such the cares to alloy, to fill the vacancies where there were no habits of utility abroad,

spacehoe

New Member
English
Such were Elizabeth Elliot’s sentiments and sensations; such the cares to alloy, the agitations to vary, the sameness and the elegance, the prosperity and the nothingness, of her scene of life—such the feelings to give interest to a long, uneventful residence in one country circle, to fill the vacancies where there were no habits of utility abroad, no talents or accomplishments for home, to occupy.
Source: Persuasion by Jane Austen
Can somebody tell me what do the underlined phrases imply?
 
Last edited by a moderator:
  • PaulQ

    Banned
    UK
    English - England
    Can somebody tell me what do the underlined phrases imply?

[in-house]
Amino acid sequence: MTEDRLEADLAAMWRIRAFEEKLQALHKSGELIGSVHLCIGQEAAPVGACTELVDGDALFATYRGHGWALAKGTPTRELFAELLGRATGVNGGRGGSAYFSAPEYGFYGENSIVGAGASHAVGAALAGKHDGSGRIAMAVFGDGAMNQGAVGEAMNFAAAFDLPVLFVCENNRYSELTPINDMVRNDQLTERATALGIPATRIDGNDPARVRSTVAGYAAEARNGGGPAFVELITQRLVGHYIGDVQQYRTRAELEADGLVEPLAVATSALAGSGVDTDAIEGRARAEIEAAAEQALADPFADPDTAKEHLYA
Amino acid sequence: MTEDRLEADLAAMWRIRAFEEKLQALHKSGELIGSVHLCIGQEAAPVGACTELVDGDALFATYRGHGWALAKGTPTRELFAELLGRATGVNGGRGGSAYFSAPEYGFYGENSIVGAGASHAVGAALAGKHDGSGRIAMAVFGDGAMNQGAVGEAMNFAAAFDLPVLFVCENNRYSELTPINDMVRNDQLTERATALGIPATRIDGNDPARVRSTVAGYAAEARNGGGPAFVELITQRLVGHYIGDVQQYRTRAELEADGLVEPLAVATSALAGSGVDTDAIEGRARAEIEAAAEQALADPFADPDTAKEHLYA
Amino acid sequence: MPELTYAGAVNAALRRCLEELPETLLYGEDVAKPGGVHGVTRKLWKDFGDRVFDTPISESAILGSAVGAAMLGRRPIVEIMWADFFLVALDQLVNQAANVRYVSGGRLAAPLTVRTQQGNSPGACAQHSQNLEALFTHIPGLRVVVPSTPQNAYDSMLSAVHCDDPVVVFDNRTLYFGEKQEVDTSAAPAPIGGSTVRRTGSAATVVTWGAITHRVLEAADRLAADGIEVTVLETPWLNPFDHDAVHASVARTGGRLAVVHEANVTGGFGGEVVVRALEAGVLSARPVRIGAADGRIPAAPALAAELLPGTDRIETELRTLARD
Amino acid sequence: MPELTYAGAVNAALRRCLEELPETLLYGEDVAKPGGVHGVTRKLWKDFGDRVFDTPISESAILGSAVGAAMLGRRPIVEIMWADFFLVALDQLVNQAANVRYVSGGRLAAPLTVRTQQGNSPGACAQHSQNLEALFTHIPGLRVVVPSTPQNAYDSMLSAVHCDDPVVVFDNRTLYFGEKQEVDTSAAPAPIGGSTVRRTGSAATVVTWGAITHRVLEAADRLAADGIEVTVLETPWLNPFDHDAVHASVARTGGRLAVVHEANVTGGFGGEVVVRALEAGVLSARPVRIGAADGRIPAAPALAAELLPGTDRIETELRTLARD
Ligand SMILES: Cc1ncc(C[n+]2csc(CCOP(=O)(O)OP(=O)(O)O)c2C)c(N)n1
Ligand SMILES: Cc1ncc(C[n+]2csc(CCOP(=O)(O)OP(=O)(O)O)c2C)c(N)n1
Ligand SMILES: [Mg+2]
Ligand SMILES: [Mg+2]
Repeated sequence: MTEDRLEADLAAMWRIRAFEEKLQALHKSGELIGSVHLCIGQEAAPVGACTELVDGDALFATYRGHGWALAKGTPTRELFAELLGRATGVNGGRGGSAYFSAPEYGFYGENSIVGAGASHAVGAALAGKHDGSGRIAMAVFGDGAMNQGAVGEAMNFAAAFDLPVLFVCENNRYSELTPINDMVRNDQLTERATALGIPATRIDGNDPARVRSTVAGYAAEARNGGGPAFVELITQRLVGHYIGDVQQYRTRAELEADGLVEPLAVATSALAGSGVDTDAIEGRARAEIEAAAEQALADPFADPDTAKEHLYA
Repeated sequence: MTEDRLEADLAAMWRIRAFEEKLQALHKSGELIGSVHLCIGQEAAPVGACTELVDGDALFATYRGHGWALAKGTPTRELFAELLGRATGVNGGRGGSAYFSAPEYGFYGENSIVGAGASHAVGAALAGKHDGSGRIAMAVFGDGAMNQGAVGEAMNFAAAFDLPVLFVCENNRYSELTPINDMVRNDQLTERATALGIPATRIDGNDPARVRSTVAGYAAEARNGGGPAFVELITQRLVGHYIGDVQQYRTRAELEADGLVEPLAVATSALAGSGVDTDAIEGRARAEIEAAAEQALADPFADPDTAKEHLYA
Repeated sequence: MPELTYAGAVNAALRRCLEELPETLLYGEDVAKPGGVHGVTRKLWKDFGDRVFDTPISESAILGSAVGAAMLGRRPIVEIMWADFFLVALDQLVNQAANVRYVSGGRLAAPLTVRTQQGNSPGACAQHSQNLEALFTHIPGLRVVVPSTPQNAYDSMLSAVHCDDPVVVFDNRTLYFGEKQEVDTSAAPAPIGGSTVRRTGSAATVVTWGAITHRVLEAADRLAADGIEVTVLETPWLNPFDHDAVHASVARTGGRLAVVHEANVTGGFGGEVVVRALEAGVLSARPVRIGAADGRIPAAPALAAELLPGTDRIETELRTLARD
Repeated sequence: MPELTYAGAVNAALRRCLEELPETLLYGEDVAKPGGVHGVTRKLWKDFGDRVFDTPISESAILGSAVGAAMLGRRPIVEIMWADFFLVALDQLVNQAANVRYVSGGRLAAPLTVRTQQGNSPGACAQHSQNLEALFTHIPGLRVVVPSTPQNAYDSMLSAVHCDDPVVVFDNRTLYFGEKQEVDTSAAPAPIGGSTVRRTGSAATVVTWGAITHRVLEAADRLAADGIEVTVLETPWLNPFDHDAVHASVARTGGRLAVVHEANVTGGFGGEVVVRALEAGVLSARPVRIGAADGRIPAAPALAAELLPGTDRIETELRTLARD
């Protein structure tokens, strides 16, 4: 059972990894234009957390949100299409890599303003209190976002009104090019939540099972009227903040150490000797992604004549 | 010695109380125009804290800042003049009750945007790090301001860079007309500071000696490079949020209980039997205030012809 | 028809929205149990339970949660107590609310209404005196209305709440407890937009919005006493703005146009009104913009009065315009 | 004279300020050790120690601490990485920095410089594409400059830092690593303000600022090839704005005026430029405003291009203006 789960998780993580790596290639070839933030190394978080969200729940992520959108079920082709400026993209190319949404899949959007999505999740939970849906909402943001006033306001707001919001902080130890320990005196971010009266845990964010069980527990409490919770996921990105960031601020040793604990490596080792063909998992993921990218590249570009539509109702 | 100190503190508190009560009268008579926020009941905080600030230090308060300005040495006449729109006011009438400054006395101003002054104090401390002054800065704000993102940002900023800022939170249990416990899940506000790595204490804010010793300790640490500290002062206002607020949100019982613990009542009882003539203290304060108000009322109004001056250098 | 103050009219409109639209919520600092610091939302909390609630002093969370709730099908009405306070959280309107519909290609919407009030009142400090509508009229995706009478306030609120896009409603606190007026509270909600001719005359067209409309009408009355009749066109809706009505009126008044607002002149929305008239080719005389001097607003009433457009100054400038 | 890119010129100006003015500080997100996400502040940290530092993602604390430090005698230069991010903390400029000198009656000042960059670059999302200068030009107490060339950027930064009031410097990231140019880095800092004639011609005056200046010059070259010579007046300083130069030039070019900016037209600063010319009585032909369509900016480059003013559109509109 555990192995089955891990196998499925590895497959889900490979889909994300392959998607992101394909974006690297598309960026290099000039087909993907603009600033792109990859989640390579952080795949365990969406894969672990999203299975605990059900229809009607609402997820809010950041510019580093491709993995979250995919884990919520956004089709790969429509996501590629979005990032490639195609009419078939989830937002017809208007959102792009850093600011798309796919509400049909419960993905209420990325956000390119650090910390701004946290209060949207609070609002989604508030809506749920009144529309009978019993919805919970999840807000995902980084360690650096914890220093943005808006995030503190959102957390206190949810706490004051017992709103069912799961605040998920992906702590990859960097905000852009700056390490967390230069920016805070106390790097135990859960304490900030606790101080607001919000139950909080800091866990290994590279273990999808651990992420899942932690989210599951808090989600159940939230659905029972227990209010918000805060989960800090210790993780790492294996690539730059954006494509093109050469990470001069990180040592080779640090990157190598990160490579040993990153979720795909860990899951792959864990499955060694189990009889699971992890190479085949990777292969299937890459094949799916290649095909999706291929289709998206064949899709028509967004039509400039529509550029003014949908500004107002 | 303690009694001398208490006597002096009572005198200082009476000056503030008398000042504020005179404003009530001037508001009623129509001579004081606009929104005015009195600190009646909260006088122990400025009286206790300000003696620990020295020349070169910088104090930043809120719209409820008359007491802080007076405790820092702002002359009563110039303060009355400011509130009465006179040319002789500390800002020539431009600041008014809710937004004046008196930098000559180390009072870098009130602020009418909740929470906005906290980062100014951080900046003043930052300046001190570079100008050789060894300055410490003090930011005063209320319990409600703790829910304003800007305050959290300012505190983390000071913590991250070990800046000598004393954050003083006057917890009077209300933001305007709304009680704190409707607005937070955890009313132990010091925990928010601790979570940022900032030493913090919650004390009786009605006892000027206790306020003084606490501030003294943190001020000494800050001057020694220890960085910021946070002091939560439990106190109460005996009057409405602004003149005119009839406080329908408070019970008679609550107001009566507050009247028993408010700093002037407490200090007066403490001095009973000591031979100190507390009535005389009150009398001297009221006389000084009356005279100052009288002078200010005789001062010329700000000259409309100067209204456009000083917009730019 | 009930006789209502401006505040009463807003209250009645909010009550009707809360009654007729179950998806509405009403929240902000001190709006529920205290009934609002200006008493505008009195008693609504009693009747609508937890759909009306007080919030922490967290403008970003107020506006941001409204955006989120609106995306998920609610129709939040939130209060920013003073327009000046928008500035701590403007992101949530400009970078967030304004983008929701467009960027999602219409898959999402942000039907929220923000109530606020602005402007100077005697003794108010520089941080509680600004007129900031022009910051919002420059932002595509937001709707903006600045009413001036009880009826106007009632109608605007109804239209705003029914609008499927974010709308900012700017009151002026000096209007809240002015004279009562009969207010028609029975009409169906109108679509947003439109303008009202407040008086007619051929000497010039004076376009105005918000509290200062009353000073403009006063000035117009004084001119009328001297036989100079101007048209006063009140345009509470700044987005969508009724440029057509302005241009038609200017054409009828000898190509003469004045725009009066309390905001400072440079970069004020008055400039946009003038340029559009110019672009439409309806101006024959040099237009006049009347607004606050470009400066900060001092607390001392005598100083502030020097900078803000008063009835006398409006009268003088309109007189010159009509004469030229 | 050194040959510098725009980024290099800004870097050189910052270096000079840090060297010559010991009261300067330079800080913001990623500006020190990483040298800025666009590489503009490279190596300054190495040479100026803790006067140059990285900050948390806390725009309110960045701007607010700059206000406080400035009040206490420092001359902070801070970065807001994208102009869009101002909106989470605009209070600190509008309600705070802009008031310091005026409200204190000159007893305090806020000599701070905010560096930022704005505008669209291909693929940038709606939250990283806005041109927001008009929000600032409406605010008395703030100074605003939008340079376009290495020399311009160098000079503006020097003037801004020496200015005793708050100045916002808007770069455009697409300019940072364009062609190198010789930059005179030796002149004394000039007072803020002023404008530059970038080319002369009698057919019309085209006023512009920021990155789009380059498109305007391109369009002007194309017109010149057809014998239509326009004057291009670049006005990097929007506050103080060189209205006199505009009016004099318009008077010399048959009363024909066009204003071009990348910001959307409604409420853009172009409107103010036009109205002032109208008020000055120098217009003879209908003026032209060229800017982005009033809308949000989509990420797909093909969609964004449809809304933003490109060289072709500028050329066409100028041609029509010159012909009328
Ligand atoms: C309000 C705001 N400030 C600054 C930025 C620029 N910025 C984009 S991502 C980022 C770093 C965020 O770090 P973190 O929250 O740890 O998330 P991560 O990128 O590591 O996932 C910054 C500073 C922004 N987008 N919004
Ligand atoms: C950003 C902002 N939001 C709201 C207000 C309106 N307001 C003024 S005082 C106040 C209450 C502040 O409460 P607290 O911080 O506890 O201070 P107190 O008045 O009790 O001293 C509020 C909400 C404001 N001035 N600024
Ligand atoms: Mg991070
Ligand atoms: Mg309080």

They imply that Elizabeth Elliot was preoccupied by her feelings.

    to alloy: BE /əˈlɔɪ/, AE /ˈæˌlɔɪ/, /əˈlɔɪ/ -> to diminish, to lessen (by adding something else, e.g. pleasures)

    to fill the vacancies where there were no habits of utility abroad = to fill the empty time when there were useful things that she would normally do available
     

    velisarius

    Senior Member
    British English (Sussex)
    I see it differently, but I'm not quite sure of what is meant.

    Elizabeth had nothing else to occupy her mind at that time, so she tended to dwell obsessively on her personal problems (she had to make a suitable marriage very soon). These cares (problems) could not be solved, only alloyed (made worse) and her agitations could be varied but not calmed. It does happen that, the more we obsess over something we can't resolve, the bigger our problems seem to us.

    "Alloy" at that time usually meant "spoiled", as with a precious metal that is spoiled by being mixed with a baser metal.
     
    < Previous | Next >
    Top